How To Prepare For Class 12th Board Exams: The Ultimate Study Guide
As a 12th class CBSE student, my board exams are right around the corner. I’m nervous and excited all at the same time. Here are some of the things I wish I knew before my board exams:
1. Start studying early
2. Don’t cram
3. Be kind to yourself
4. Get enough sleep
5. Take a break
6. Study in groups
7. Take care of your health
8. Get a tutor
9. Get a study buddy
10. Track your progress
Start studying early
I often asked myself this question. But here’s my reasoning: I wasn’t ready for it, I was busy with other things, and I ended up going through the most amount of stress I ever had before, and I am not even in my final year of high school! So, when you are preparing for your board exams, start preparing as early as possible. Also, avoid cramming all your things. It may be fine for some students but not for others. You may end up missing some important questions that you don’t study in detail. If you are nervous, get a tutor! Sometimes, it can help you avoid making mistakes. Get a study buddy, especially in the first half. It’s easier to revise with a friend. Don’t cram One of the easiest ways to kill your time is to fill your head with several topics. Don’t do this.
As a student, the most important thing I learned from my college days was to not cram the night before the exams and get up early to study properly. Have some specific subjects for the night and the day before the exam. Use a Study Buddy Having a study buddy is a very important thing to ensure you stay focused during the exam. Work on your study plan together and avoid group work. Take breaks and work on some practical tasks to keep yourself mentally occupied. Be Kind To Yourself Don’t think you’re stupid or something. Don’t go over and over again, repeat the same information. Do the best you can and stop thinking about it! Don’t Repeat The Same Questions Do not repeat the same questions if you don’t get it right. You should attempt every question, even the difficult ones.
Be kind to yourself
This has been drilled into our heads from the time we enter school, but we all fall prey to the idea of studying from 1st to 12th standard with no breaks in between. Of course, if you’re a working student, then this is the most impractical thing you can do, but there’s no harm in taking a break after an hour or two. Treat your mind like a muscle. Don’t try to get stronger if your muscles are weak.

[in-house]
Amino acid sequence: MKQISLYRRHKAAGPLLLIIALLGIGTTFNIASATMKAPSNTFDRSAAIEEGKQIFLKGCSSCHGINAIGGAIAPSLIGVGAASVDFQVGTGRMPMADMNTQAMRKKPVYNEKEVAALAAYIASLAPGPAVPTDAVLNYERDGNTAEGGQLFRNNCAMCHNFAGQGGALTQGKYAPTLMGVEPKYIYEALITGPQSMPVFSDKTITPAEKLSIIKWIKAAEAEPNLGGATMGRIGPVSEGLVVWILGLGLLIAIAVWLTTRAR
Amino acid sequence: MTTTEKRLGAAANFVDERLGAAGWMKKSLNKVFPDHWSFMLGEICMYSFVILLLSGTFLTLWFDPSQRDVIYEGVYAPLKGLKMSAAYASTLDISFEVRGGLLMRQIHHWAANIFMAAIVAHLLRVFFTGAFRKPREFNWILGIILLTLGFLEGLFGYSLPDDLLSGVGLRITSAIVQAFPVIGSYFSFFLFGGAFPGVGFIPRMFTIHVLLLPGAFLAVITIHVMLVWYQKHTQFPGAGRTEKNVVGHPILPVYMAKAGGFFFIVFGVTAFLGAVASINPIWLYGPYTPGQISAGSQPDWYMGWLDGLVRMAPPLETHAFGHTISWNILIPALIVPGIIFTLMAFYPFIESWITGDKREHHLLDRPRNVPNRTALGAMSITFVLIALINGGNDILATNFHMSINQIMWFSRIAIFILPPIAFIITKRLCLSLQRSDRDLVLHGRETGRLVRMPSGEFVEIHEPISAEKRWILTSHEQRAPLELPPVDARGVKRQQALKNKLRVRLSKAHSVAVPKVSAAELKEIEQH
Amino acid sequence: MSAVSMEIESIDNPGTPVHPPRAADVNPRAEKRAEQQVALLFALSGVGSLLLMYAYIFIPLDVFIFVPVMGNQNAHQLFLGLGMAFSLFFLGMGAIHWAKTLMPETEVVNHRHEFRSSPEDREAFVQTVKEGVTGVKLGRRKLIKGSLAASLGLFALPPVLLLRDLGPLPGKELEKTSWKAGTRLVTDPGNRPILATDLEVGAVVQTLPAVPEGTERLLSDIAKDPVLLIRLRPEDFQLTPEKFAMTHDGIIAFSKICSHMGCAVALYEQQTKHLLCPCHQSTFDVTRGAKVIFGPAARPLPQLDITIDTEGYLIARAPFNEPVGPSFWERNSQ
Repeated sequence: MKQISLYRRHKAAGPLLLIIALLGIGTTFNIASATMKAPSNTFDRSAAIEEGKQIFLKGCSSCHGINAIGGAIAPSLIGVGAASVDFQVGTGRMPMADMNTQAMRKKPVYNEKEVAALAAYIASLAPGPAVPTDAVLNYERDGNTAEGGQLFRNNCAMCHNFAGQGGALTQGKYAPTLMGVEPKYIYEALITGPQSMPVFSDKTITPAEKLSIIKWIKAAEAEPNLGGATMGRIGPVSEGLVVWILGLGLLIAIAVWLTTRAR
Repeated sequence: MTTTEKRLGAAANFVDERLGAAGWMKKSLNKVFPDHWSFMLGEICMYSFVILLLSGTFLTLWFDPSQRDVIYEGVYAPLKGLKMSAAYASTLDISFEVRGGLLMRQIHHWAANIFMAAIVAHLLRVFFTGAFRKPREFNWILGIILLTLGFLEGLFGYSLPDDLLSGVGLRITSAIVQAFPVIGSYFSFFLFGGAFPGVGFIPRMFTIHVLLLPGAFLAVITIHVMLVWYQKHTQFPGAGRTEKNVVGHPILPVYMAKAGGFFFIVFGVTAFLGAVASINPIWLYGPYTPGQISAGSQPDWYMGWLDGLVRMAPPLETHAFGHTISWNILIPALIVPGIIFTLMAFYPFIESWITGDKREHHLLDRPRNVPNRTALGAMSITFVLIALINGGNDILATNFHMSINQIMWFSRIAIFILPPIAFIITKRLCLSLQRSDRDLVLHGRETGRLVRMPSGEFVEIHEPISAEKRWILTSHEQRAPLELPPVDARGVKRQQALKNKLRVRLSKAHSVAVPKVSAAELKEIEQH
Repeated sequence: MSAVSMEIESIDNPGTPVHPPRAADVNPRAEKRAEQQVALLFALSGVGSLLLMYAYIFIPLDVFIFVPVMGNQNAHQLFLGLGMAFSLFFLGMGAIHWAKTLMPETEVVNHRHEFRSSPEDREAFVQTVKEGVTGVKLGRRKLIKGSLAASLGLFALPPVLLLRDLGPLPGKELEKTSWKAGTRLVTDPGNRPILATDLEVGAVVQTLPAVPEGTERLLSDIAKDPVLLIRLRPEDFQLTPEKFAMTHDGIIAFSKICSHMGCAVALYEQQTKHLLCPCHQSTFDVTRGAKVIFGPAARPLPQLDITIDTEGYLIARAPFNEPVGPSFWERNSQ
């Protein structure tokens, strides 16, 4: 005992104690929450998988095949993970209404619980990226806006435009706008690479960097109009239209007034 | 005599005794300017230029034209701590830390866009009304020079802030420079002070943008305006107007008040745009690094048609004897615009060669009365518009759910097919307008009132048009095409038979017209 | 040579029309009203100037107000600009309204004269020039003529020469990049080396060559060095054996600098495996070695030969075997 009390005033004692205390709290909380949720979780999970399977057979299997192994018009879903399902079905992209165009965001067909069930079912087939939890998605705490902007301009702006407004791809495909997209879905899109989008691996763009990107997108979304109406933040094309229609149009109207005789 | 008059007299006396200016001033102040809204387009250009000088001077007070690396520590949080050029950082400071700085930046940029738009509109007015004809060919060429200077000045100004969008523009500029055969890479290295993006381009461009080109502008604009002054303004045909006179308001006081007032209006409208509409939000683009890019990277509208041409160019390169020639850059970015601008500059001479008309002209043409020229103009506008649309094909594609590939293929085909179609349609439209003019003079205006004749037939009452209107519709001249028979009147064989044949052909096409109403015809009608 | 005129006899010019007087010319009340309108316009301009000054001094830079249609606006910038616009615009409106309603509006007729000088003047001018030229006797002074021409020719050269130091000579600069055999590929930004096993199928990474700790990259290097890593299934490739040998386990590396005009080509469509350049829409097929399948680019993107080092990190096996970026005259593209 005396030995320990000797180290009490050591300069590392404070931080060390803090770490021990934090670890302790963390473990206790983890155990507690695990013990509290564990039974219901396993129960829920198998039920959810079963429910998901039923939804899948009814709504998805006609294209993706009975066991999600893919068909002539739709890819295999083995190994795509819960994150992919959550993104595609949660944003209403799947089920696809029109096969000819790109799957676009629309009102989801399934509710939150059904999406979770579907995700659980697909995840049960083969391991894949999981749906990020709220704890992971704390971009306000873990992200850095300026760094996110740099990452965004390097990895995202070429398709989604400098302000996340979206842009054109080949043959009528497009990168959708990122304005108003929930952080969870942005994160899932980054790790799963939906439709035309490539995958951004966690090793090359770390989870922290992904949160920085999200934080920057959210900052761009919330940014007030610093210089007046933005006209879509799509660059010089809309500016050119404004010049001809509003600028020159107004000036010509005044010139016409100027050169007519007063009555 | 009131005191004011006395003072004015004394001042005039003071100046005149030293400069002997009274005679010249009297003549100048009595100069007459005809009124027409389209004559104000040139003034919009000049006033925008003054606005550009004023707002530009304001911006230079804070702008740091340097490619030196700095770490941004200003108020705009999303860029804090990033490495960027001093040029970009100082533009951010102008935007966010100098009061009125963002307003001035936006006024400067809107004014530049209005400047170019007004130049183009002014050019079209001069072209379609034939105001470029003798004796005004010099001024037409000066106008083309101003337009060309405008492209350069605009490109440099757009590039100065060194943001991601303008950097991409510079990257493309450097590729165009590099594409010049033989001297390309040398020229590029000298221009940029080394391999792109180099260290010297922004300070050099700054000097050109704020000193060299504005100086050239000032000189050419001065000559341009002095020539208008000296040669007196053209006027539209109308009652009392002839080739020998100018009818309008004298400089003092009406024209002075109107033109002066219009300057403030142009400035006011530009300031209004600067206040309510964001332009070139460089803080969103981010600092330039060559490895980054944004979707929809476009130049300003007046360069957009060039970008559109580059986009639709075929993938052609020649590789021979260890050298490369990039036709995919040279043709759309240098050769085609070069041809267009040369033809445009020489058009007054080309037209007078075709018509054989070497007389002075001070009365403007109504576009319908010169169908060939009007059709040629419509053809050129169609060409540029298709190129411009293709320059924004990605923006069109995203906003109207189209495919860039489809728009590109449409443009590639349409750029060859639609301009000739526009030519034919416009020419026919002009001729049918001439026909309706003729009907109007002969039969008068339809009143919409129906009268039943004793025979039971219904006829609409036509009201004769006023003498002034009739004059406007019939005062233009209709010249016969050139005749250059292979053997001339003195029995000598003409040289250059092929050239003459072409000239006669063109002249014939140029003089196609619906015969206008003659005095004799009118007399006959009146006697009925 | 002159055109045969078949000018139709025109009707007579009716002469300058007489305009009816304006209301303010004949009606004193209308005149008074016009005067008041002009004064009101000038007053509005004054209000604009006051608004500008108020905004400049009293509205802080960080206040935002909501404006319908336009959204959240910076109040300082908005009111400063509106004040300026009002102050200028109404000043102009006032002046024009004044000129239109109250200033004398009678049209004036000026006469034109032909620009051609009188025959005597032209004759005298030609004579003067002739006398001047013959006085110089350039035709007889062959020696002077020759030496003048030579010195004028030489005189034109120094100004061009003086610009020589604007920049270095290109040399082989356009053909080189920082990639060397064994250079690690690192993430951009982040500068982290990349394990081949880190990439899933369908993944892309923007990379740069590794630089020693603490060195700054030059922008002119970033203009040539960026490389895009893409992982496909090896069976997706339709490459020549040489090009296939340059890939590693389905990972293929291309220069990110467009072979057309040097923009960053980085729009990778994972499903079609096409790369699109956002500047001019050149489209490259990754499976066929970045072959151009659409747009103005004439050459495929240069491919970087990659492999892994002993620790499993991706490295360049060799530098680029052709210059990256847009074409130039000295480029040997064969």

Get enough sleep
When preparing for a long-term activity like exams, you need to allow enough time to get sufficient sleep. Go to bed at least two hours before the time you have to wake up for your exams. If you feel that you aren’t getting enough sleep, get a sleep alarm. A nap, even if for only 20 minutes is worth it. You will feel refreshed and ready for your day. Remember to take a hot shower before going to bed. Your skin will get soft and fresh after the hot shower. Spend time studying Cramming is the way to go for a few days before the exam. I see students doing a couple of hours of study every single day. That is a great way to get you through a month’s worth of studying. But cramming is not the way to go for the most important exam of your life.
Take a break
You’ve been told time and again not to cram, but in the final stretch, there’s no time to waste, so please, take a break. You need to prepare for your board exams properly. Consume energy-boosting foods like vegetables and chicken instead of sweet food. Know your study routine Cramming for exams is easier said than done. A scientific study showed that cramming can increase the chance of failure by 88%. Try to block out time for homework. Don’t forget your schedule while studying. Break the routine to avoid monotony and stagnation. So, plan to go to the library instead of your study room, if you can. Find a study buddy It helps keep you motivated. It’s always good to have someone to check your work and offer you support during the exams.